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Abstract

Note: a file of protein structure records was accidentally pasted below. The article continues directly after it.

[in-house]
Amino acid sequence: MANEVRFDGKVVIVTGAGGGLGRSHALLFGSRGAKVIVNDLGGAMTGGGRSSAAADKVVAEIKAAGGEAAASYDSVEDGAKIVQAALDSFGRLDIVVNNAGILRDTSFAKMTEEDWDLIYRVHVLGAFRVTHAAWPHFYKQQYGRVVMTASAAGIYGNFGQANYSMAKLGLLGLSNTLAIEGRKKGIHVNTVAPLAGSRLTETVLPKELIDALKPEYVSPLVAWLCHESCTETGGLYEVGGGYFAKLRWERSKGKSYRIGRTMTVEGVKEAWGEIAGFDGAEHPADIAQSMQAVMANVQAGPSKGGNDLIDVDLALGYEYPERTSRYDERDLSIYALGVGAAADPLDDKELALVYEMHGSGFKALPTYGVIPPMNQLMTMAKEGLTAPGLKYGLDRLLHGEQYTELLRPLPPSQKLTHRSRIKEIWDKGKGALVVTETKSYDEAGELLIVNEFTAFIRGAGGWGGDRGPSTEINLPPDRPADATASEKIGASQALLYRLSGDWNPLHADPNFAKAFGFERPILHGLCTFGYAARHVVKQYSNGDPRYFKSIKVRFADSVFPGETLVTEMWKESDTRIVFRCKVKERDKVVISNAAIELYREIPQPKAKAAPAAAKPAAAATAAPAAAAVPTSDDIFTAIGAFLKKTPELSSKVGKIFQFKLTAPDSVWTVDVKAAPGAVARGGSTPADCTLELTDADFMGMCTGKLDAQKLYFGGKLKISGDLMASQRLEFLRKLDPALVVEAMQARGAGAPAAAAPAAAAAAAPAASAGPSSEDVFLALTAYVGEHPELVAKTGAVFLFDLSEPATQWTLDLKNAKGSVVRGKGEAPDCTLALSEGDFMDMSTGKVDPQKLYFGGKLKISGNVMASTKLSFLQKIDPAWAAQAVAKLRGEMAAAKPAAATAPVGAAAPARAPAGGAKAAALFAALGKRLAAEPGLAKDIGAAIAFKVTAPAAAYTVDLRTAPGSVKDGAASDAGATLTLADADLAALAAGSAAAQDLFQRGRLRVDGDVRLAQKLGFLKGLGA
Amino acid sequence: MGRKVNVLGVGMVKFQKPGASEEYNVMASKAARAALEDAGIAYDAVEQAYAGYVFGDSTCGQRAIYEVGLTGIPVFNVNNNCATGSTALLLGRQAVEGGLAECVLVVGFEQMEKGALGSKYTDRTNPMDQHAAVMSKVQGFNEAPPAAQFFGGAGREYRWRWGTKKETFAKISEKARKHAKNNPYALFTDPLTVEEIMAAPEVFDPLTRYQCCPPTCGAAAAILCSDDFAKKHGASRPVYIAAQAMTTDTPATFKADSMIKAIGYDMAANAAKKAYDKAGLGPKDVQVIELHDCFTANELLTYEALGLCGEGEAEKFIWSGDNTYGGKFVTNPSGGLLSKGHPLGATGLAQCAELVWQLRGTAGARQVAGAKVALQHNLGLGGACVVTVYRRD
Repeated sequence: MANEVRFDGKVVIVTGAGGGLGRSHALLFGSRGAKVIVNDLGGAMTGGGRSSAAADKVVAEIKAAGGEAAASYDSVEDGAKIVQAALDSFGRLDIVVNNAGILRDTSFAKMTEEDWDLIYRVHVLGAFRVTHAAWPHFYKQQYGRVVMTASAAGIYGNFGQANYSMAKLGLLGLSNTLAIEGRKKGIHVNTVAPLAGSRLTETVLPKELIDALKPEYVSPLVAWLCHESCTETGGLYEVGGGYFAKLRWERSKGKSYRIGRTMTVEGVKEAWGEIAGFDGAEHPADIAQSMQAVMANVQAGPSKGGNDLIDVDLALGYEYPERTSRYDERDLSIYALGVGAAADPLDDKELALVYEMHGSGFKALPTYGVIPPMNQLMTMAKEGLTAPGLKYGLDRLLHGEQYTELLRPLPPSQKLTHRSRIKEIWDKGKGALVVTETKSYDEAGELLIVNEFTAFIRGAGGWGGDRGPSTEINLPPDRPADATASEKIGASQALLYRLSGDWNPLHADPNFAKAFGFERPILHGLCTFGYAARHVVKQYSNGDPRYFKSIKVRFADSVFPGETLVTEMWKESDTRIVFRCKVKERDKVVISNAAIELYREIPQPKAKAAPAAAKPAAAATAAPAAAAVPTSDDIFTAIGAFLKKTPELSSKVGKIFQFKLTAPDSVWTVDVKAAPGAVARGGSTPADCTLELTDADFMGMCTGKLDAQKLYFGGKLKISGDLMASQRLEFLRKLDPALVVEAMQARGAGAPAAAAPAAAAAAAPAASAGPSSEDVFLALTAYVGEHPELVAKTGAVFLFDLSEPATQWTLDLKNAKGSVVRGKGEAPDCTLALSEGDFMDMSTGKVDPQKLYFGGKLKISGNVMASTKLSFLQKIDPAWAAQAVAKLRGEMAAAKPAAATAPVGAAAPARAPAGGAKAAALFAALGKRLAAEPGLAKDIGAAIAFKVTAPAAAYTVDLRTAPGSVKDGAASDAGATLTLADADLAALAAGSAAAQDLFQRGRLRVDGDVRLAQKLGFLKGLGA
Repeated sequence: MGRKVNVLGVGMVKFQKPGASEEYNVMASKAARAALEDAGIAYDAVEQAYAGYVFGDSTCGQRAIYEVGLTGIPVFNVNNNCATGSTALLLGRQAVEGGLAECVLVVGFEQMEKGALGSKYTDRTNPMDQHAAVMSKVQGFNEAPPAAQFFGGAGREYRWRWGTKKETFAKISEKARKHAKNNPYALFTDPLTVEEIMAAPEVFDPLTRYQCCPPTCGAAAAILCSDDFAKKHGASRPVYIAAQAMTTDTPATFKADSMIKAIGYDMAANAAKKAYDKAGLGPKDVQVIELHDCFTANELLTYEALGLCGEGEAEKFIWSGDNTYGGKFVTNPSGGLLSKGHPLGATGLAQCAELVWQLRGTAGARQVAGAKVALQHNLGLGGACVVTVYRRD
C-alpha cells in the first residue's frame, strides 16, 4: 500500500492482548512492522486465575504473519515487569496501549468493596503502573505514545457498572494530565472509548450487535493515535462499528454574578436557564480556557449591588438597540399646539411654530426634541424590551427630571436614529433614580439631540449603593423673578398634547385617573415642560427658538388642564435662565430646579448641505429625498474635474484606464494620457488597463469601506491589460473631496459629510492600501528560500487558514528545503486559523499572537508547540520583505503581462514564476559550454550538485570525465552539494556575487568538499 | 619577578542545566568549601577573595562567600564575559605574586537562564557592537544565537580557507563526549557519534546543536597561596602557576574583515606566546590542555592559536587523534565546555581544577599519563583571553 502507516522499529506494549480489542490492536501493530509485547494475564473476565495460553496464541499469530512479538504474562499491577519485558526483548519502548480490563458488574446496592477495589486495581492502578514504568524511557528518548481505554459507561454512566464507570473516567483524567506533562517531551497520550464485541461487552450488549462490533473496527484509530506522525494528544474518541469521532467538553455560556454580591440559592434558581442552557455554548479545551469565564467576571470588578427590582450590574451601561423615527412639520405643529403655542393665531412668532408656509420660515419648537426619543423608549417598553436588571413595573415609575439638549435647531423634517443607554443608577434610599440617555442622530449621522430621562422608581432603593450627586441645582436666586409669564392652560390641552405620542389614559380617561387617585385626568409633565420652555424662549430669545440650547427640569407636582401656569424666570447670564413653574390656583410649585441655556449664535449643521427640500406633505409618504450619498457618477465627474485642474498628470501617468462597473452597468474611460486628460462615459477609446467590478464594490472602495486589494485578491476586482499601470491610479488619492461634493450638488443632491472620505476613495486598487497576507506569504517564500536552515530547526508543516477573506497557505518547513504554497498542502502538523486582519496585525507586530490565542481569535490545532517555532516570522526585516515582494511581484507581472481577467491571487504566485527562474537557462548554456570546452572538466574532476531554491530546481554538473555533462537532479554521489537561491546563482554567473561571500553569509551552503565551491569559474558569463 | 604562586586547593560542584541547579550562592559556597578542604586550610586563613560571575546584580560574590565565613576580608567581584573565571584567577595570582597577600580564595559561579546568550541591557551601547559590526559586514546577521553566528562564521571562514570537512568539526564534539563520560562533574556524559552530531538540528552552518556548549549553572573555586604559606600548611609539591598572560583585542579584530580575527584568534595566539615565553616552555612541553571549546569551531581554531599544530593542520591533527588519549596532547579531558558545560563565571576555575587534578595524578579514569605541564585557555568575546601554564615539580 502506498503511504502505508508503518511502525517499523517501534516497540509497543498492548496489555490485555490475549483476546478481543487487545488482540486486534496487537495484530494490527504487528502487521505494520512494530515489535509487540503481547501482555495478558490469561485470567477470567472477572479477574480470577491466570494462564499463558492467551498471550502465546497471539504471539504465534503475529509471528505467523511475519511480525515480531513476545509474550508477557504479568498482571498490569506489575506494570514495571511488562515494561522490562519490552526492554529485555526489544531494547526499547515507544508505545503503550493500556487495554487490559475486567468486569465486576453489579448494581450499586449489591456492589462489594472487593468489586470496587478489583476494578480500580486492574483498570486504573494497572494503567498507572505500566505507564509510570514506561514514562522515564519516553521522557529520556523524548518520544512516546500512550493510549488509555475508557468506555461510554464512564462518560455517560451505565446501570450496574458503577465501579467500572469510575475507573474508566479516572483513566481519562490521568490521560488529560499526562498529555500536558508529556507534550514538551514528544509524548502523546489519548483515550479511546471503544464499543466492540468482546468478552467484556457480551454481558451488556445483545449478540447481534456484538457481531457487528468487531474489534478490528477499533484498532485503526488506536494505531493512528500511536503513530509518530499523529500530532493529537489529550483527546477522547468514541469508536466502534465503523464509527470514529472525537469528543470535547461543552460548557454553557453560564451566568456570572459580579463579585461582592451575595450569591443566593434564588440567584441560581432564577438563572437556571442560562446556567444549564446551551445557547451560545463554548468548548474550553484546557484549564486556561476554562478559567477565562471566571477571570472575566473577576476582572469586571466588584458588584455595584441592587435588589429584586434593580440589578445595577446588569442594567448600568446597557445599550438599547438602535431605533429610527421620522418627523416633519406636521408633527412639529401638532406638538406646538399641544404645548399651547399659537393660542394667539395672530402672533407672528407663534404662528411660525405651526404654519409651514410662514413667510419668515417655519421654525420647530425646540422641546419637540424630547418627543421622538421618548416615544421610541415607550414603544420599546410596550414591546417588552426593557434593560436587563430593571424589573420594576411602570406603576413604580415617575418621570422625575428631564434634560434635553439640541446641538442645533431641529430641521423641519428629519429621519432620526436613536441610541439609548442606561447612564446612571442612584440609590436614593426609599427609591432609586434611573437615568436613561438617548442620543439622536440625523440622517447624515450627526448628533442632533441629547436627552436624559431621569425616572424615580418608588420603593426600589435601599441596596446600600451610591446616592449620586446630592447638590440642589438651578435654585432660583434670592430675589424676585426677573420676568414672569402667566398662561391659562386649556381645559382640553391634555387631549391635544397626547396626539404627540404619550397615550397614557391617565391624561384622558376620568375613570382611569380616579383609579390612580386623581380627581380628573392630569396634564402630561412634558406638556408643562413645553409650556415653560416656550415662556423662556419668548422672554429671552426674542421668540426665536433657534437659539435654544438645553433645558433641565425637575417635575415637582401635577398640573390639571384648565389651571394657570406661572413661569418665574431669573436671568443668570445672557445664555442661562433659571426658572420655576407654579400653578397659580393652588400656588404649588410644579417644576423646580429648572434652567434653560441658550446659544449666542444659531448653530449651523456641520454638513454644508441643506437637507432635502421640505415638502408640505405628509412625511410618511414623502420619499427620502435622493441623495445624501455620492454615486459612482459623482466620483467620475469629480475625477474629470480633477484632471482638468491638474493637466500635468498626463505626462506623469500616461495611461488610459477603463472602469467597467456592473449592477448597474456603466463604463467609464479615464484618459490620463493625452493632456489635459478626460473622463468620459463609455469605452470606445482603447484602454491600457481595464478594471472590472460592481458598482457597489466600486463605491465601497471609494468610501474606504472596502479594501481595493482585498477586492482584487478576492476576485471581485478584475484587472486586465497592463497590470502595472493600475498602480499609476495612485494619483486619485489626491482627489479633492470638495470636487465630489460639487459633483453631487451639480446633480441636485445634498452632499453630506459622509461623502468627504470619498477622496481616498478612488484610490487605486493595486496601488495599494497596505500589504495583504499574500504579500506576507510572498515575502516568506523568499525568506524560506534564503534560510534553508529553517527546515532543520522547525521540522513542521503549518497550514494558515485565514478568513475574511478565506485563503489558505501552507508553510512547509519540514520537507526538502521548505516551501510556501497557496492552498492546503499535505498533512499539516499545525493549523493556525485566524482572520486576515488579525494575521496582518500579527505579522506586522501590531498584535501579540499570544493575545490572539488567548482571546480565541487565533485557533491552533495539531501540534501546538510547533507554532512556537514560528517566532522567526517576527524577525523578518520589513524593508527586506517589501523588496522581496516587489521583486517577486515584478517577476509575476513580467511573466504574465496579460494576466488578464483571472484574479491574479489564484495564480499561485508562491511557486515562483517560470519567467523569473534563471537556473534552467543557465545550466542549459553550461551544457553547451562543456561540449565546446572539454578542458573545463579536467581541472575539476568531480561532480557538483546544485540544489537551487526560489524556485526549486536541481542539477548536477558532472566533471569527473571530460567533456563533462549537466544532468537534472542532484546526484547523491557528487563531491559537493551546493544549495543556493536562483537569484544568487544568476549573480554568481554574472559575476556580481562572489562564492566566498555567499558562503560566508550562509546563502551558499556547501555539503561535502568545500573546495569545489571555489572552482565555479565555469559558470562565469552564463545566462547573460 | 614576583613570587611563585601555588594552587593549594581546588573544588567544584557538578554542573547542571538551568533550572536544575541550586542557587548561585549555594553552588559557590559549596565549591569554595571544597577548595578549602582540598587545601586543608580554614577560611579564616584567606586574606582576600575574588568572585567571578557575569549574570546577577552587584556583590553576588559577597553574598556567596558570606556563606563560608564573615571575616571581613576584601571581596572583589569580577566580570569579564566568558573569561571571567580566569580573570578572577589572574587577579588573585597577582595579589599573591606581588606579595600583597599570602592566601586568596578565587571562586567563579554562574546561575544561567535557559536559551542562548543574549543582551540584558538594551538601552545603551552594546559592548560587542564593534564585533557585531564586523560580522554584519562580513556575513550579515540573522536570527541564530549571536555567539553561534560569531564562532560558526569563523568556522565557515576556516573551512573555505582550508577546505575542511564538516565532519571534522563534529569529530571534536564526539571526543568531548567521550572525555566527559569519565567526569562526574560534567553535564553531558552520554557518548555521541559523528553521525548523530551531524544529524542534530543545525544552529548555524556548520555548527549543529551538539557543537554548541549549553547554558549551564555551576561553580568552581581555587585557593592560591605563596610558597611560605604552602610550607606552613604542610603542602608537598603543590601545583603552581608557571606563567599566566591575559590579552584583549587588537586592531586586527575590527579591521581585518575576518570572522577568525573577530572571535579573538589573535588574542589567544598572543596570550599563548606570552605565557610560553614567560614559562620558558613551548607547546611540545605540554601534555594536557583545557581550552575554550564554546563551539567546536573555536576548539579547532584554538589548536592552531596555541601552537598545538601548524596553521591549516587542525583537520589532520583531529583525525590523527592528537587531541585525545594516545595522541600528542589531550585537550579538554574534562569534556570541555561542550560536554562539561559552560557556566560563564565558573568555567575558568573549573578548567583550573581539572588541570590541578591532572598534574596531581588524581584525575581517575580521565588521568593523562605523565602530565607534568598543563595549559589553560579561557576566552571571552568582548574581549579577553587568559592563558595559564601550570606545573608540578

Two of the most commonly used classifications in IS research are the factor approach and the process approach. While many studies of IS implementation are undertaken using a factor approach, little research so far examines the process of e-commerce implementation, especially in relation to the implementation of e-commerce in business-to-business (B2B) relationships. A holistic understanding of implementation which combines both the factor and process approaches using a case study method, is suggested as particularly suitable because of its ability to capture the reality of e-commerce implementation in an organisation's natural environment and in much greater detail than is possible using one of these approaches alone. In this paper, therefore, we endeavour to contribute to what we perceive as a gap in the body of theory surrounding the implementation process in the business-to-business e-commerce literature. We describe the findings of multiple case studies involving ten major Australian e-commerce initiators. In addition to confirming our earlier finding of the importance of non-technical factors for the success of the implementation process we also present, through our case studies, the various management and business issues associated with the success or failure of B2B e-commerce implementation.

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